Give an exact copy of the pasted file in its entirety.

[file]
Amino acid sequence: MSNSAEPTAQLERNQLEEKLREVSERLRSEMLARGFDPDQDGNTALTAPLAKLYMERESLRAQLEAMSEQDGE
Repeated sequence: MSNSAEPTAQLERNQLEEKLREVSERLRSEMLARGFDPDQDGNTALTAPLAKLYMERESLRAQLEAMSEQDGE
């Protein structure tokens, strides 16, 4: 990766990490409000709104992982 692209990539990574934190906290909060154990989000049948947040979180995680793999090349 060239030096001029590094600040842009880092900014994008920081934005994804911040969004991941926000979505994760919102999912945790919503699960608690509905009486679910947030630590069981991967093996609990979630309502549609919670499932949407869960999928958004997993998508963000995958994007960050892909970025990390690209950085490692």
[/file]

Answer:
Amino acid sequence: MSNSAEPTAQLERNQLEEKLREVSERLRSEMLARGFDPDQDGNTALTAPLAKLYMERESLRAQLEAMSEQDGE
Repeated sequence: MSNSAEPTAQLERNQLEEKLREVSERLRSEMLARGFDPDQDGNTALTAPLAKLYMERESLRAQLEAMSEQDGE
């Protein structure tokens, strides 16, 4: 990766990490409000709104992982 692209990539990574934190906290909060154990989000049948947040979180995680793999090349 060239030096001029590094600040842009880092900014994008920081934005994804911040969004991941926000979505994760919102999912945790919503699960608690509905009486679910947030630590069981991967093996609990979630309502549609919670499932949407869960999928958004997993998508963000995958994007960050892909970025990390690209950085490692």